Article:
A Quick Comparison of Conventional vs. FHA Home Loans

A Quick Comparison of Conventional vs FHA Home Loans

Compare conventional to FHA home loans to see whether FHA mortgage financing might be right for you.

So you’re thinking about buying a home. You ask yourself, “Where do I want to live? What style of home am I looking for? Do I want a new home or an existing home?” While the list of questions likely fills pages, an important question you need to think about is what type of loan are you going to take out for this new home.

But before you can answer this question, you need to understand the similarities and differences of different loans. Here is a comparison of Conventional loans and FHA (Federal Housing Administration) loans broken up into categories.

Credit Score

Conventional– Requires a higher credit score from all parties on the loan. Typically scores 620 and above are preferred for a conventional loan.

FHA– Lower credit scores accepted. Scores down to 580 are generally accepted for a FHA loan. This could help those buyers actively working to increase their credit score qualify to buy a home.

Down Payment

Conventional– Requires a higher down payment, minimum 5% of total home price. However, if you want to avoid paying PMI (private mortgage insurance), minimum down payment is 20% of total home price.

FHA– Lower down payment accepted. Typically, as low as 3.5% of the total home price. FHA also requires upfront insurance premium as well as monthly mortgage insurance premiums (MIP). For FHA loans, the MIP can only be canceled by refinancing to a conventional loan in the future.

Interest rates

Conventional– Higher interest rates.

FHA– Lower interest rates.

Both interest rates are subject to change daily. The interest rate can be locked in at 30, 45, 60, or 90 days, however the longer the lock in period the higher the held interest rate.

Owner Occupancy

Conventional– Owner occupied is not a requirement. If you buy a home thinking it will be used as a rental, a conventional loan is the way to go.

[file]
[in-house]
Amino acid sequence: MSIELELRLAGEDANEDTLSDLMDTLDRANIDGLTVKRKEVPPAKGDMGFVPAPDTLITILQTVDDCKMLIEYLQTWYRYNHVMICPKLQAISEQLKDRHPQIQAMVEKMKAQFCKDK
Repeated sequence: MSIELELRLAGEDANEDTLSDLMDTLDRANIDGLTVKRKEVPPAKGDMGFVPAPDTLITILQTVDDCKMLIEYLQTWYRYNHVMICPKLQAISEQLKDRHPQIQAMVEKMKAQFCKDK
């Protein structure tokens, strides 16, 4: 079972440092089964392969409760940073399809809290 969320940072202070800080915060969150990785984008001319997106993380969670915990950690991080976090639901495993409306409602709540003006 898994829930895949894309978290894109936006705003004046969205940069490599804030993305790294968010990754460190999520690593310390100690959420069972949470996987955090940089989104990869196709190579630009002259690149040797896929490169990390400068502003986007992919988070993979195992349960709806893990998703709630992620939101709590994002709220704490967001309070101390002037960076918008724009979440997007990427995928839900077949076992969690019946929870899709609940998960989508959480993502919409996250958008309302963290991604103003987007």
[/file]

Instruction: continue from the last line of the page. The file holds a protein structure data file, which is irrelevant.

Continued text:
FHA– Owner must live in home during the loan.

Gift Money

Conventional– Only a portion of the down payment can be a gift.

FHA– 100% of a down payment can be a gift.

If you are looking at buying a home right after you get married and want to pay the down payment strictly from the money received as gifts from your wedding, an FHA loan is the way to go.

Advantages and Disadvantages

The main advantages of a conventional loan include no upfront PMI, owner occupancy is not required, PMI cancels itself after the principal balance reaches 78%. The main advantages of a FHA loan include lower credit score required, minimum credit score is 580, and lower interest rates than conventional loans.

The main disadvantages of a conventional loan include significant upfront investment (20% down preferred), credit score of 620 required, and higher interest rates than FHA loans. The main disadvantages of a FHA loan include monthly PMI is higher for FHA than conventional loans, owners are required to live in the home, and MIP required if buyer does not put 10% or higher in down payment.

Since the conventional loans require higher upfront qualifications, first time home buyers typically go with the FHA loan. Spending less cash upfront allows first time home buyers to spend the extra cash on new appliances and other expenses that come with owning a home. Buyers who are looking at their 2,3, 4, or 5th home typically go with the conventional loan. Especially in this market, buyers are able to gain positive equity off their current home to put toward the 20% down needed for the conventional loan. Buyers who are also buying additional properties such as rental homes, tend to go with the conventional loan since the conventional loan does not require the owner to live in the home.

These are just two of many different types of mortgage loans. Consult the knowledgeable, experienced mortgage lenders at Guild Mortgage Tacoma for help choosing the right loan type for you. 

 

1 reply

Trackbacks & Pingbacks

  1. […] You might also like: A Quick Comparison of Conventional vs. FHA Home Loans […]

Comments are closed.